It is only here, after a wave has traveled perhaps thousands of miles, that the surfing starts. To catch a wave, a surfer paddles toward shore until their speed matches that of the wave. As soon as the wave starts to break, the surfer stands up quickly and maneuvers the surf board with their feet and weight to ride the wave just ahead of the crashing lip.

A map of the Earth showing blue to red lines with a dense red area south of Japan and east of China.
This map shows the tracks of all the tropical storms, typhoons and hurricanes that formed from 1945 to 2006. Note the hot spot of frequent, powerful storms south of Japan. Citynoise/WikimediaCommons, CC BY-SA

Waves at the Olympics

The waves that surfers ride at Tsurigasaki Beach for the Olympics will be generated from one of two different types of wind: trade winds and typhoons.

Trade winds consistently blow around 11 to 15 mph (18 to 24 kph) in a band that stretches across the Pacific Ocean from approximately Mexico to the Philippines. These winds generate small “trade swells” that propagate northward toward the east coast of Japan and are usually a few feet tall when they arrive.

But if the surfers and spectators are lucky, a typhoon with wind speeds greater than 74 mph (119 kph) will be supplying powerful waves for the event. Typhoons are what hurricanes are called in much of Asia and are common near Japan and China during summer and fall. Winds in a typhoon are much stronger than the trade winds. Therefore, they generate much bigger waves. Olympic surfers obviously do not want a typhoon to hit Japan. What they want is for a typhoon to form about 500 to 1,500 miles (800 to 2,400 km) to the southeast of Japan and generate big waves that will hit the coast of Japan after traveling across the ocean for one to three days.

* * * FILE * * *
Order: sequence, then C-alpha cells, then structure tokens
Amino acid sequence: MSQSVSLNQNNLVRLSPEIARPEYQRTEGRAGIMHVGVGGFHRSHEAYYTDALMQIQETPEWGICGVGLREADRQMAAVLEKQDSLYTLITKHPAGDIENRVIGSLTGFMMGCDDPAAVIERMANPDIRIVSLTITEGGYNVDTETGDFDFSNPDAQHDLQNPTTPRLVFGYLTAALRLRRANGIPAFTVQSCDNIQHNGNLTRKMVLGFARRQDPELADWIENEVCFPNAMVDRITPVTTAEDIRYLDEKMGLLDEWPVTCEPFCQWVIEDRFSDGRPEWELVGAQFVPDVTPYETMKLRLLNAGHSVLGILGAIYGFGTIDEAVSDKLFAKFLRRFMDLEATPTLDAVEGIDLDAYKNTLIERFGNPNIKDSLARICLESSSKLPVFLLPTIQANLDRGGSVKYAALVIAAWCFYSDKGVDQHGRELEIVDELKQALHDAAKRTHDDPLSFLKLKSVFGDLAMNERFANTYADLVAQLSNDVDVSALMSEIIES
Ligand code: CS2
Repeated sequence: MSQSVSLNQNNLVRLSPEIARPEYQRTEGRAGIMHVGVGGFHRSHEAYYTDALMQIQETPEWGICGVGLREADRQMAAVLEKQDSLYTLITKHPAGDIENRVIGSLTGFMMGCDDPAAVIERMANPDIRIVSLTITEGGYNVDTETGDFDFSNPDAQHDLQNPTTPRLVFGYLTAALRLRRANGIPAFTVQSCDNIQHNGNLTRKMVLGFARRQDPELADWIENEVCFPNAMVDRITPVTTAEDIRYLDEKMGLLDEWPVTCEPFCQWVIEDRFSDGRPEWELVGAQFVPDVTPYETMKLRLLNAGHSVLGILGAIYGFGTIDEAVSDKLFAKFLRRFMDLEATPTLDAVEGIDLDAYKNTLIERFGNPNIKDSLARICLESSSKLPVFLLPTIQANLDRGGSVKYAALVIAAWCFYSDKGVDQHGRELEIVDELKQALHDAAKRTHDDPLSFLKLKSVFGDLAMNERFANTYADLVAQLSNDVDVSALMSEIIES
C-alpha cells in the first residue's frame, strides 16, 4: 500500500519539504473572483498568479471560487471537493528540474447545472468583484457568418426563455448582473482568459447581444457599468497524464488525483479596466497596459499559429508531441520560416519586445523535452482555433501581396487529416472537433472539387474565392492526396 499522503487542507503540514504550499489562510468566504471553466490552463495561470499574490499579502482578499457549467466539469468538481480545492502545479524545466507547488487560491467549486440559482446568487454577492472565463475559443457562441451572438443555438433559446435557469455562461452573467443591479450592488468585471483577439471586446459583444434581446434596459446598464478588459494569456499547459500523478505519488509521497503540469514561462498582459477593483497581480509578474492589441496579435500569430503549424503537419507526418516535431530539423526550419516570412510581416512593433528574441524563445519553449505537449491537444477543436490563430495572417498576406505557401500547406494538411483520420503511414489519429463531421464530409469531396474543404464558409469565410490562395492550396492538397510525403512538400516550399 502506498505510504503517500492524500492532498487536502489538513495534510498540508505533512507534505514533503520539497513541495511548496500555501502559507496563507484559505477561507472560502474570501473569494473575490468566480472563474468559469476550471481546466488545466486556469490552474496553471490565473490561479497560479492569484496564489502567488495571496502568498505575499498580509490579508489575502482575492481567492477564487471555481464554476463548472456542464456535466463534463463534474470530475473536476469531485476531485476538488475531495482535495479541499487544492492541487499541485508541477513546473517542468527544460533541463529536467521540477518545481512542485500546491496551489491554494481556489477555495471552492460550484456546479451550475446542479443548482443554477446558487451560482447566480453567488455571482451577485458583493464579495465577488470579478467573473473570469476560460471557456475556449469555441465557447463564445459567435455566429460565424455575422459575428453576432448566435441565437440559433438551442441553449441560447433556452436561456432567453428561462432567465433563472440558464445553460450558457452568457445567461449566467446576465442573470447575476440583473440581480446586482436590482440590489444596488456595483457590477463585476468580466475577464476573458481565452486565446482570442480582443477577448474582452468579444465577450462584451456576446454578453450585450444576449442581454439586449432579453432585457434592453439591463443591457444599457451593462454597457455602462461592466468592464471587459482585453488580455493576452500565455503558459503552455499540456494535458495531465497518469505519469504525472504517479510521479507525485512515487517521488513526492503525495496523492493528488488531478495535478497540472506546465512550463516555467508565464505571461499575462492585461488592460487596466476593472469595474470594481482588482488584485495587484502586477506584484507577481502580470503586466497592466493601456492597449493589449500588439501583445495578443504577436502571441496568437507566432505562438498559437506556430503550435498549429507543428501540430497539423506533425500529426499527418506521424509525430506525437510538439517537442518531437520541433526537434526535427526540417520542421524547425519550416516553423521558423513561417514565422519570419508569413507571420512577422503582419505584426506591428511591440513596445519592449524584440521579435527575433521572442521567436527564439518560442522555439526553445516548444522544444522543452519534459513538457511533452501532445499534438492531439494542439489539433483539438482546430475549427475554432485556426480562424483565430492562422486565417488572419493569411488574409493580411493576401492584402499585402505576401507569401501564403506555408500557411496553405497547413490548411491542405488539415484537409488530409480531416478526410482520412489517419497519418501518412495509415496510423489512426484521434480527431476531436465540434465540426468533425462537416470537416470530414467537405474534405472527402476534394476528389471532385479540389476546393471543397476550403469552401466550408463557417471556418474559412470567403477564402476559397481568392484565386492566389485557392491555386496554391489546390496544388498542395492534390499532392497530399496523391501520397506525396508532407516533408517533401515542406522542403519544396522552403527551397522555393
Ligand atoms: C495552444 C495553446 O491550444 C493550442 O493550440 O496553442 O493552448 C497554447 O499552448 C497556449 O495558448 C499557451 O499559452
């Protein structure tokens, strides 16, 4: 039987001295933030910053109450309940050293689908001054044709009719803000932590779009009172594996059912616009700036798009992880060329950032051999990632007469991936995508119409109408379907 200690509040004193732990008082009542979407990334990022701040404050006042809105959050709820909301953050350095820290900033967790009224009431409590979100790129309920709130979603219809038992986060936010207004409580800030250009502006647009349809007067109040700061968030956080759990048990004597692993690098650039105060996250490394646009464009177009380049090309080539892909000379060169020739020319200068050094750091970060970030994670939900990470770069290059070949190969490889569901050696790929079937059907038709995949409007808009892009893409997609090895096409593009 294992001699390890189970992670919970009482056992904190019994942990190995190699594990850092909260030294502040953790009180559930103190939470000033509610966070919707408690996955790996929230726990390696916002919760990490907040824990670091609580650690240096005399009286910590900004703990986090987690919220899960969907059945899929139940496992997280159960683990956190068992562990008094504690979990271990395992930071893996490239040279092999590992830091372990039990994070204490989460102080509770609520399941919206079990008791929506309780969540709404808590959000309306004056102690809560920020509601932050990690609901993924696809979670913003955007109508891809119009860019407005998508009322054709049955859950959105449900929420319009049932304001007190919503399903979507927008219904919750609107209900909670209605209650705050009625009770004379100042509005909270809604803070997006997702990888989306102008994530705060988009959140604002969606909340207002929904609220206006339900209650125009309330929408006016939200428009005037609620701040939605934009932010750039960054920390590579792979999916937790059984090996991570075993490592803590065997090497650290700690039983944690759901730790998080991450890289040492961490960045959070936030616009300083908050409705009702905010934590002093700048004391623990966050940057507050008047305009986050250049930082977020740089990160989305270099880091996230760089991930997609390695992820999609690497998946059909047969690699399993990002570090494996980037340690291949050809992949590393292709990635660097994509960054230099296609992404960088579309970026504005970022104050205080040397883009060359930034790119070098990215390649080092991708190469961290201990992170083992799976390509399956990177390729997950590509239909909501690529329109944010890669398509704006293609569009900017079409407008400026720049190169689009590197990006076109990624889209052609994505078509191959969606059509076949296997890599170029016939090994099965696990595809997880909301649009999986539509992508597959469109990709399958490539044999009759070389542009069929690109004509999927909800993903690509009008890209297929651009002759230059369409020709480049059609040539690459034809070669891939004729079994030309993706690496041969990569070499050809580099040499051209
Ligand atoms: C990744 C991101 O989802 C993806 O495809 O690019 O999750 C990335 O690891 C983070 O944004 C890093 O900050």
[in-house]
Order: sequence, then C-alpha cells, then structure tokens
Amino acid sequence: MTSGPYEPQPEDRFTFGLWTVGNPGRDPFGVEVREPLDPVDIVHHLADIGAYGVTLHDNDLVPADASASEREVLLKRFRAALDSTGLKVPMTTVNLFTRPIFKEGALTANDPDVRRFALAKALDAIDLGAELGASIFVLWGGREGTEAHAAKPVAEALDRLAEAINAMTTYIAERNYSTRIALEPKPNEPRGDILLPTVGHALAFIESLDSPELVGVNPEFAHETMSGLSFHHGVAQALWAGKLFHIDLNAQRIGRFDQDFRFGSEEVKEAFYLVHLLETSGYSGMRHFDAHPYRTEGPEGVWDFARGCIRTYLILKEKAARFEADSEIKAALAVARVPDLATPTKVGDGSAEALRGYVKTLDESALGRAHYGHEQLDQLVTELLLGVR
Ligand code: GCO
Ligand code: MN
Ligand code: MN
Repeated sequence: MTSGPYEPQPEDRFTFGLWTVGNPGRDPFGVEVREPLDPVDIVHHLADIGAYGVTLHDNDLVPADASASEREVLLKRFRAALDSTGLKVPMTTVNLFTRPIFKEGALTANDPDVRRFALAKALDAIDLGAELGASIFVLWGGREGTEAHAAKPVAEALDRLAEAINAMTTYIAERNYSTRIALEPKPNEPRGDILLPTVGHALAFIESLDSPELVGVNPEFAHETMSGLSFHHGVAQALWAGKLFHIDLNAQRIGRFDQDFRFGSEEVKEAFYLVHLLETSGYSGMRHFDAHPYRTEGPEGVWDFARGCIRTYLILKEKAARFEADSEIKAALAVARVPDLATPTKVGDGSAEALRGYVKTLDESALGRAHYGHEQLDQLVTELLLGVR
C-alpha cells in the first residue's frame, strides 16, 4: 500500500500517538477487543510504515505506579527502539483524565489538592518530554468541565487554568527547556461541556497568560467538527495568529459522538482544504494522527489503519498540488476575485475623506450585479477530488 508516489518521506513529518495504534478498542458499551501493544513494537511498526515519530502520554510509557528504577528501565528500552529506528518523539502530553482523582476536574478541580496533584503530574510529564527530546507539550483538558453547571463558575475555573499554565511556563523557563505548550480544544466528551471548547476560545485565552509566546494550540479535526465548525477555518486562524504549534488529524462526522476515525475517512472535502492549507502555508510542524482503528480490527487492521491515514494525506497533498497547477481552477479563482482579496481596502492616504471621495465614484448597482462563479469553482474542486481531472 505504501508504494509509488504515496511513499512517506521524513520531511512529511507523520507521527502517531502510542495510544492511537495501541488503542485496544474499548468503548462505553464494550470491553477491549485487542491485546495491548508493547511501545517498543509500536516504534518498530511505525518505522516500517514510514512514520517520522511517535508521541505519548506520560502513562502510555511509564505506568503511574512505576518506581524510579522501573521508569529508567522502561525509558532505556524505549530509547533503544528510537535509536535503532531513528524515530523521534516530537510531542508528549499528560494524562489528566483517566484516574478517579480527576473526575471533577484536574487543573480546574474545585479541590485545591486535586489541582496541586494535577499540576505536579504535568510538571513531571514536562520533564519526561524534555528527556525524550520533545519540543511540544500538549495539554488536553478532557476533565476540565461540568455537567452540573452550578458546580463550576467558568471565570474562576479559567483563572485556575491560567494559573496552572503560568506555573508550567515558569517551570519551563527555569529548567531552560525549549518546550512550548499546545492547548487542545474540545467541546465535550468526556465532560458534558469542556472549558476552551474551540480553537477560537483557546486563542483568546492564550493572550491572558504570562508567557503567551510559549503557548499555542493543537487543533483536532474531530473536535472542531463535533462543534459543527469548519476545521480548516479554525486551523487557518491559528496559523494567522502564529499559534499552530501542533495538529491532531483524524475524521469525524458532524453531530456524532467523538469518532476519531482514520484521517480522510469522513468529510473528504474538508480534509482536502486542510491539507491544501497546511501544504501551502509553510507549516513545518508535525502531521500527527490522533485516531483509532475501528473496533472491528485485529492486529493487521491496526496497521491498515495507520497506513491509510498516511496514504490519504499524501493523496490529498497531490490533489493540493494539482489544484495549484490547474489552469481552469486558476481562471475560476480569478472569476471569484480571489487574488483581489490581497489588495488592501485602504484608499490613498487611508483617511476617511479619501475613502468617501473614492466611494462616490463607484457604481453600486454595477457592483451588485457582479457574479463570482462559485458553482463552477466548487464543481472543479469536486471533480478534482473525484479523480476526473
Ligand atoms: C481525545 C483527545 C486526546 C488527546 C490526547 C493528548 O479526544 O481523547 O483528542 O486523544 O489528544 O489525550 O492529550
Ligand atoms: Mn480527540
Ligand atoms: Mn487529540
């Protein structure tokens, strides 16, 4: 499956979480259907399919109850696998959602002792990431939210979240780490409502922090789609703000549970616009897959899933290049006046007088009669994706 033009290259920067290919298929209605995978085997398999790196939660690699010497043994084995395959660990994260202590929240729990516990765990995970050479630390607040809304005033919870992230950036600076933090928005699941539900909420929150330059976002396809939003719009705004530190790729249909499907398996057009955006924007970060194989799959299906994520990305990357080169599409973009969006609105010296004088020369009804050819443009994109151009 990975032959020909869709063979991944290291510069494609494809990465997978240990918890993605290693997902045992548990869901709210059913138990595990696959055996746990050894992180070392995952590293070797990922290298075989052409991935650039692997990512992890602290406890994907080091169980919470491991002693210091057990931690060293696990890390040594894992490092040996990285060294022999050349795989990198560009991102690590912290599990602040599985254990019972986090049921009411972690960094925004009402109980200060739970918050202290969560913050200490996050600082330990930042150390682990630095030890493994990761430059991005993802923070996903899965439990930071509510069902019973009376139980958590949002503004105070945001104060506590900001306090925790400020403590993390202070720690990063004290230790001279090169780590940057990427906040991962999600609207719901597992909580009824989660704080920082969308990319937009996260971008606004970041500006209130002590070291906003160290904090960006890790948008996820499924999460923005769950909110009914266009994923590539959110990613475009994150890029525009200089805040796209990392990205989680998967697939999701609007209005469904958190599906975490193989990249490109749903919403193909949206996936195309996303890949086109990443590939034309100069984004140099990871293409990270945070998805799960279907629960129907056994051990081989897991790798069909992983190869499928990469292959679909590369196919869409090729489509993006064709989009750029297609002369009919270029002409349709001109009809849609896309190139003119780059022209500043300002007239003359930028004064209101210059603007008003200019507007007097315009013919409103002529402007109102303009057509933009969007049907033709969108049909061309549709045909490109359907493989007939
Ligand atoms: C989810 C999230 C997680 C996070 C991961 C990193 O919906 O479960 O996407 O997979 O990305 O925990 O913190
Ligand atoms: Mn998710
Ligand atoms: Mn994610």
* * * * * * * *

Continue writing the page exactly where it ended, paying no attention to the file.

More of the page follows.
Based on the current weather and surf forecasts, it looks like just such a situation will happen. As of July 22, 2021, weather models are predicting that a tropical cyclone or typhoon will almost certainly develop to the southeast of Japan over the next few days, and the winds from this storm will send a powerful swell to the Olympics. Currently, models are predicting that the waves could be 7 feet (2.1 m) at Tsurigasaki Beach, just in time for the surfing event to start.

Once the swell from the trade winds or a far-off typhoon reaches Tsurigasaki Beach, it is the seafloor that will determine where the waves break. Tsurigasaki Beach is a “beach break,” which means that the seafloor is sand, rather than rocks or coral reef. There are a series of human-made rock walls, called groins, sticking out perpendicularly from the beach. These have been engineered to prevent sand from moving along the beach and are meant to slow erosion. These groins create shallow sandbars a few hundred yards from shore that incoming waves will break on. This is where the athletes will surf.

When you tune in to watch the surfing competition at the Olympics, marvel at the amazing skills of elite surfers, but remember too the far-off storms and the underwater sandbars that come together to create the beautiful waves.

Portions of this article originally appeared in an article published on Dec. 3, 2020.

Sally Warner, Assistant Professor of Climate Science, Brandeis University

This article is republished from The Conversation under a Creative Commons license. Read the original article.